Interviews
27 Feb 20

The Rise and Rise of Kia Australia

Ten years ago there were just over 150,000 Kia vehicles on Australia’s roads - almost all of them privately owned small cars purchased on price alone. Fast forward to 2019 and we are closing in on half a million Kia’s registered to Australian owners.

Over that time, Kia’s market perception has gone from “well it’s cheap…” to being a safe and strategic choice for many Australian fleets. And the rise of Kia shows no sign of slowing with Kia being the only top-ten marque to show an increase in sales in Australia for 2019.

Permission to buy

Chris Forbes, National Fleet Manager at Kia Australia, believes that 2014 was a turning point for the organisation. That was the year that Kia introduced the first ever 7 year warranty to the Australian market.

“We knew we had a quality product that was well suited to Australia,” says Forbes, “but we needed to give buyers a reason to look harder at the Kia brand. In a way we needed to give them ‘permission’ to buy Kia.”

The numbers don’t lie

The figures back Forbes’ assessment. The seven-year warranty was introduced late in 2014 and the following year saw a rise in sales of 20% to give Kia their best year ever. 2016 saw an even bigger rise (26%) and an appearance in the top ten selling marques.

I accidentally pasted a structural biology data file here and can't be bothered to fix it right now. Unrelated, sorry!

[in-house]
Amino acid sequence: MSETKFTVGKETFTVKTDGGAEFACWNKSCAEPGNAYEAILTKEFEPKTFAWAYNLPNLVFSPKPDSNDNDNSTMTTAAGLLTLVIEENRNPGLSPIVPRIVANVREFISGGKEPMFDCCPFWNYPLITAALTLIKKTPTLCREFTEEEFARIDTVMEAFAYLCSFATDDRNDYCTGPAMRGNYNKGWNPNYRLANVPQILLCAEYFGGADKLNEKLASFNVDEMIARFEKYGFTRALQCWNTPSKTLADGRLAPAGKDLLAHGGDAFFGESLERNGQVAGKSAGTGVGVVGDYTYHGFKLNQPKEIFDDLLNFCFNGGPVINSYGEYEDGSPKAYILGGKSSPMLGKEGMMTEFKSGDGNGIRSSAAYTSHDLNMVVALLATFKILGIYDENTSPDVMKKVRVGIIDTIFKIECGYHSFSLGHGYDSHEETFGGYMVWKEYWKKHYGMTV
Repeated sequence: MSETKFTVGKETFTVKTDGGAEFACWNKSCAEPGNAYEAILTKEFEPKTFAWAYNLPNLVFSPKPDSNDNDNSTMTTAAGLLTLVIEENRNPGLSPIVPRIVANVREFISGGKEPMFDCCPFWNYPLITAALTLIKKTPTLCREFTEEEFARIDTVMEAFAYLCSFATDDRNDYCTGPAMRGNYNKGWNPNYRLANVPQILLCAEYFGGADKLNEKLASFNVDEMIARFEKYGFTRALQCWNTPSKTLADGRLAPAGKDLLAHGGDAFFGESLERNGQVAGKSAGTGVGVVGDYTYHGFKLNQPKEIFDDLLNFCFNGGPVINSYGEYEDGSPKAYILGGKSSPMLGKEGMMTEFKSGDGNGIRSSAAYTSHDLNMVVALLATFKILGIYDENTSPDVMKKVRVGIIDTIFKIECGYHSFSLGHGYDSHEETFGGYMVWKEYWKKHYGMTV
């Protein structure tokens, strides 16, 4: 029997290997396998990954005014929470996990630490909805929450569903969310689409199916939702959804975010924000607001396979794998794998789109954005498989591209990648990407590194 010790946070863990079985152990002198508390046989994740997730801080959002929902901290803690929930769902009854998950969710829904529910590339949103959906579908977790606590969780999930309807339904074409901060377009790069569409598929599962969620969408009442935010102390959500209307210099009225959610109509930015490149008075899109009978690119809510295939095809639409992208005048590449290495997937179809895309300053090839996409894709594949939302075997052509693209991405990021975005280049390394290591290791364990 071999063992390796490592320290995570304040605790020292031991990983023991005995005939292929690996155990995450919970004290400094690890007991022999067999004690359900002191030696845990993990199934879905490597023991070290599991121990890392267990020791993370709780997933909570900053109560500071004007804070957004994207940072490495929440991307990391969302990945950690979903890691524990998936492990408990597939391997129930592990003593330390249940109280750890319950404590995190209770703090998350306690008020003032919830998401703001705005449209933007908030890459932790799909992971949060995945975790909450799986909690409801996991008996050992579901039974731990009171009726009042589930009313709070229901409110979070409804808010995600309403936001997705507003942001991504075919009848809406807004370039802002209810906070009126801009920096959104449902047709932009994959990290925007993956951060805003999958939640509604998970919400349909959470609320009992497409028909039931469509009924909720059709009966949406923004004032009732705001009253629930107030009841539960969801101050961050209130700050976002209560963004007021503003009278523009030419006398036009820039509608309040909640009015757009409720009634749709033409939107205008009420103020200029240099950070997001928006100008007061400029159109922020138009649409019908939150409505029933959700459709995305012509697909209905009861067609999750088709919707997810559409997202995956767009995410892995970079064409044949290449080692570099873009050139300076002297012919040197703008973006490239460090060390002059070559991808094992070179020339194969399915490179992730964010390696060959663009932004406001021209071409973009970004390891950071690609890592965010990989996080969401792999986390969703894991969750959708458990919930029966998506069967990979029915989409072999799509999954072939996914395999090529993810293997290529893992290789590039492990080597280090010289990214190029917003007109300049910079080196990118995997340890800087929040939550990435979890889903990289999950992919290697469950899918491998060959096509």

Forbes believes the knock-on effects from that 2014 decision are what led to Kia being the automotive powerhouse it is today. He talks about the warranty being a “bold decision” - the standard warranties in Australia at that time were 3 or 5 years - and points out that even today it is the longest, most comprehensive warranty available in Australia.

“What we did was to display our own faith in the brand. The warranty meant that people could be confident and that improved the residual values and that was where fleet really started to pay attention.”

Local Heroes

Forbes is passionate about the brand, as you’d expect, but he’s also passionate about the company itself. “It’s a great organisation to work with,” he says, “the culture is as good as I’ve seen. There’s a blend of long term staff supplemented by a regular influx of new blood. And there’s a strong belief in both the brand and the product.”

Some of this is probably attributable to the level of autonomy that the Australian operation enjoys. Head Office doesn’t dictate local models or specifications, with Australian managers involved in deciding which vehicles to import, how they are specified, and what options are available.

The future is bright

Kia globally does not show any signs of resting on its laurels. In January this year they announced “Plan S”, a strategy that will see 11 EV models and 25% of all sales being eco-friendly by the end of 2025. In Australia too there are plans for continued growth with Forbes tipping the light commercial segment as the next big push for Kia.

Australian’s love an underdog story and Kia have been a shining example these last few years, with a story of progress that would have surprised many. The coming years will tell whether Kia has reached a plateau or whether it still has “The Power to Surprise”.

Article authored by Shane Curran

 

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